Common Misconceptions in Aerodynamics: Part 2


Testing is an Absolute Necessity, Not an Unnecessary Frivolity
 
The claim: Since we know what the “ideal” shape looks like and can predict airflow over a car, all we have to do is build something to that shape and it will be guaranteed to work. There’s no need to test anything.
 
Eliminating guesswork by...more guessing. Sounds legit.

The reality: Because of the complexity of the flow around a car, “automobile aerodynamics is still dominated by empiricism,” as Hucho wrote in Aerodynamics of Road Vehicles. Simulations have replaced some of the development previously done in wind tunnels as computers have become more powerful and faster, but there is still no way (and likely never will be) to design a low-drag car by following simple principles of shaping such as the “template” discussed previously, despite aerodynamicists searching for one for the past half century. In real life, it simply doesn’t work; the flow around cars is too complex. Yet scads of people frequenting online forums spend a great deal of time and effort building aerodynamic devices or structures on their cars based on the idea that a little theory is enough to go on. Due to fear of discovering the devices don’t work as they intended or lack of knowledge of any reliable test techniques or both, they rarely if ever bother to verify that these devices do what they claim or they use techniques that are not reliable or sensitive enough to indicate a change in aerodynamic force with any confidence.
 
Like this.

I happen to think now that it’s mostly people afraid of being wrong, in addition to simply not knowing any better because they have been fed a steady stream of simplified “template” BS everywhere they’ve looked for advice online (this was certainly my experience). Julian Edgar, the Australian author, journalist, and former editor of Autospeed, inadvertently provided an example of this when he joined a well-known web forum before publishing a new book on aerodynamic testing for amateur modifiers. Edgar codified some existing testing techniques and developed groundbreaking new ones and shared them on the forum; almost immediately, a cadre of posters, led by one in particular who was seen as some sort of aerodynamic guru (and the developer of a two-dimensional “template” based on the Klemperer/Jaray model), jumped down his throat. They simply could not believe that actual, on-road testing of aerodynamic changes to a car could be more reliable than predictions based on the “template.” The vitriol with which they defended their approach—which is essentially one of guessing and hoping—betrayed their dogmatism. Belief in the “template” was just that; one poster even used that word to describe his support of it.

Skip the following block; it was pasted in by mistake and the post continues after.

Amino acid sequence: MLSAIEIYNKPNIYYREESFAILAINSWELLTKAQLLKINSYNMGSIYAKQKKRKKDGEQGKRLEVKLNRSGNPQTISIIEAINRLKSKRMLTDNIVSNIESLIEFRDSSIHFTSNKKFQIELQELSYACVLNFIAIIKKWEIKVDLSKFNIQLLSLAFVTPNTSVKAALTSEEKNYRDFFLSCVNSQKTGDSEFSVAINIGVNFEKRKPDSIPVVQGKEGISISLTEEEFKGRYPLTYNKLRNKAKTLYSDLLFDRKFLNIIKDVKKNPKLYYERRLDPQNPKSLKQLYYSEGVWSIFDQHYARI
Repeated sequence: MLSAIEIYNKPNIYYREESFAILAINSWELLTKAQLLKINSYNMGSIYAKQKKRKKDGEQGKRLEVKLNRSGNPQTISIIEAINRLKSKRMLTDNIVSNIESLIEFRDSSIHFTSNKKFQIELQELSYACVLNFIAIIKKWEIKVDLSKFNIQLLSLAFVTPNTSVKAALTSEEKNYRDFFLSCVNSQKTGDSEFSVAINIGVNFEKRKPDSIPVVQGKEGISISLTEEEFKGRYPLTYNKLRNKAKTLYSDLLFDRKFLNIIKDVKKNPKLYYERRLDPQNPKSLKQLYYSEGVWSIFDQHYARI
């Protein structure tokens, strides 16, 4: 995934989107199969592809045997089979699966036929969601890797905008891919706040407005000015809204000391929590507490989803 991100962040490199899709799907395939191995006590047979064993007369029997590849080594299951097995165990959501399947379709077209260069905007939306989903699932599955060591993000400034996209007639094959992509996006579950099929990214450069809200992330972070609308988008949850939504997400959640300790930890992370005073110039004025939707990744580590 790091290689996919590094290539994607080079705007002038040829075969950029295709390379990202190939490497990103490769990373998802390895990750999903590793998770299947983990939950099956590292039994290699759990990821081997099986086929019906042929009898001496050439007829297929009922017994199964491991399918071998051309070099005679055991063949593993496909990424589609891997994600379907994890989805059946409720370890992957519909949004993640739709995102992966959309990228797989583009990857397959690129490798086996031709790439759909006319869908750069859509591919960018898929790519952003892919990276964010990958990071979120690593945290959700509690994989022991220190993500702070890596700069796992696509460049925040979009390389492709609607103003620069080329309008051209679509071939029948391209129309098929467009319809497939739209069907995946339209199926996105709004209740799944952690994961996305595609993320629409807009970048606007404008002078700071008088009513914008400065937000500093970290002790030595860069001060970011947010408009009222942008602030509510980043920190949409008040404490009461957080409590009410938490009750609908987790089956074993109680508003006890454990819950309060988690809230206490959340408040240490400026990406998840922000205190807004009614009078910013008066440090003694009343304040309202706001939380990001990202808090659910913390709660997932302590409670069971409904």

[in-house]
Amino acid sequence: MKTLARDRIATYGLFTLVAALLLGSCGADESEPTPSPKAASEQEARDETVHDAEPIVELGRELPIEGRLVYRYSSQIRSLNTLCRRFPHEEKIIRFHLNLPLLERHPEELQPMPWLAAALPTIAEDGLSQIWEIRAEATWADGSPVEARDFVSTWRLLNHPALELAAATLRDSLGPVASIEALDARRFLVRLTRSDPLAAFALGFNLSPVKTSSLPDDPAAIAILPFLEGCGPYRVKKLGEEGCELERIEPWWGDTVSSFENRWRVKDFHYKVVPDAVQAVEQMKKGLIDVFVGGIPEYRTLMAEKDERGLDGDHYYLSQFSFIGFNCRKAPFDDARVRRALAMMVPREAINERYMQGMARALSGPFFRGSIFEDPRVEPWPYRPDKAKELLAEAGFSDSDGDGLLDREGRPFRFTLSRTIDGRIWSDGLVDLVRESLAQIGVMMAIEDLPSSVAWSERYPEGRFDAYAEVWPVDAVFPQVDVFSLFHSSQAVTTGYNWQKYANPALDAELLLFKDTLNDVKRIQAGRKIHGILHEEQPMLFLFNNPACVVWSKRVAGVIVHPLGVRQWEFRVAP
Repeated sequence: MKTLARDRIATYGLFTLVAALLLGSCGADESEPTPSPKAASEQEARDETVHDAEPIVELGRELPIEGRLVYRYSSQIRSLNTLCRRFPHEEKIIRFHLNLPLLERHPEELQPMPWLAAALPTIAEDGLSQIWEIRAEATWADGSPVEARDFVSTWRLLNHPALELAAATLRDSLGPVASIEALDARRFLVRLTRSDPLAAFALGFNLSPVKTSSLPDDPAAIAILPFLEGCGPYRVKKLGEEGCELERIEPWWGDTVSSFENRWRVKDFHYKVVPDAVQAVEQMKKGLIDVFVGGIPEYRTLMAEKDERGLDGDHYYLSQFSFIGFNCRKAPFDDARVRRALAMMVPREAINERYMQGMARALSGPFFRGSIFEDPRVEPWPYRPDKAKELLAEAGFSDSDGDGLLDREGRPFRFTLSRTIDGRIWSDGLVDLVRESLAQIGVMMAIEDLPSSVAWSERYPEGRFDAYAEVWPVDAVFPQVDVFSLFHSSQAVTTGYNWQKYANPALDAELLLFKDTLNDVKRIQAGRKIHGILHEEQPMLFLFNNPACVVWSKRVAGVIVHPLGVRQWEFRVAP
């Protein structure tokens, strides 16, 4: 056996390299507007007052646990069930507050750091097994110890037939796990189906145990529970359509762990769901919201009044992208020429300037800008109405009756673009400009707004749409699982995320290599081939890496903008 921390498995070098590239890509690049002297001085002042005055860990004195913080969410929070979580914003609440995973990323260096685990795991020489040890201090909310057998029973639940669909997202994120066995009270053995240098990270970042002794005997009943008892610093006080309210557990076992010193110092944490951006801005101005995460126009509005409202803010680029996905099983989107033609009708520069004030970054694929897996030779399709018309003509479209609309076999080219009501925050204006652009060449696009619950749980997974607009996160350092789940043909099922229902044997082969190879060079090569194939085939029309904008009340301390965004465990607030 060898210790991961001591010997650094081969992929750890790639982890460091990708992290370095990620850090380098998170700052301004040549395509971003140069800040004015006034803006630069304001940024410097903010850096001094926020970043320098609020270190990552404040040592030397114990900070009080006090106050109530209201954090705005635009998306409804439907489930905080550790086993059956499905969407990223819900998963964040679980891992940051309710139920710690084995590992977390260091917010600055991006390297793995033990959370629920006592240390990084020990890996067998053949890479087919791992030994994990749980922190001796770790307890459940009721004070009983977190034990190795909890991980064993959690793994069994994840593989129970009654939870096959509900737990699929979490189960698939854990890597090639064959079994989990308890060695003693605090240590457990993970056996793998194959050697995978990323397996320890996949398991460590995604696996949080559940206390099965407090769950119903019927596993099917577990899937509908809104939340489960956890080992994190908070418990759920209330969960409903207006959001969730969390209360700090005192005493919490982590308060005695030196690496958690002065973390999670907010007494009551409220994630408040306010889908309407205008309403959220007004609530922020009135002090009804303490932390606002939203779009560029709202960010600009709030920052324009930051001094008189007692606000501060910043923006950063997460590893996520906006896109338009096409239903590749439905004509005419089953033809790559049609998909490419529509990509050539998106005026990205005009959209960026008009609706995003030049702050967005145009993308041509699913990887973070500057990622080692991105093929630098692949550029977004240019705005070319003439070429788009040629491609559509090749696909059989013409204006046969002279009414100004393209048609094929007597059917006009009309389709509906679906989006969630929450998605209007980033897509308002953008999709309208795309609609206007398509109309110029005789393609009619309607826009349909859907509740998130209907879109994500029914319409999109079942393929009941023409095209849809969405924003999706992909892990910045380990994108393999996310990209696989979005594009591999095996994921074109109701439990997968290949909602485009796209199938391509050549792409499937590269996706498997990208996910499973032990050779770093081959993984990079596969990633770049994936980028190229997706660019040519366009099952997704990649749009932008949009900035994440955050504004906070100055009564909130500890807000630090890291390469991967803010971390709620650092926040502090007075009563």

That’s a pity, because the community at this well-known web forum is made up of just the sort of people who would benefit from testing new aerodynamic devices to reduce drag, would likely learn a lot from it, would be much more credible with measured and documented improvements that they could share, and could pass a lot of this knowledge on to others since they have a tendency to evangelize. Yet, visit the forum today and you will still see most of the posters content to sit and speculate, to compare production and concept cars to the “template” (based on the center profile cautioned against by Barnard and others), and to devote energy and resources to constructing aerodynamic add-ons based solely on it. One of them has even dressed up these profile comparisons, calling them “dimensional analysis”—which in this case is just a fancy way of saying “looking at the shapes” (don’t confuse this with actual dimensional analysis, which is a method in fluid mechanics “for reducing the number and complexity of experimental variables that affect a given physical phenomenon,” as explained by Frank White in Fluid Mechanics, 2017). The problem with this pseudo-“dimensional analysis” is it doesn’t tell you anything useful about what the air does around that shape (especially if you’re looking only at a center profile); the only way to do that is by measurement, whether in a wind tunnel or a computer simulation or on the road.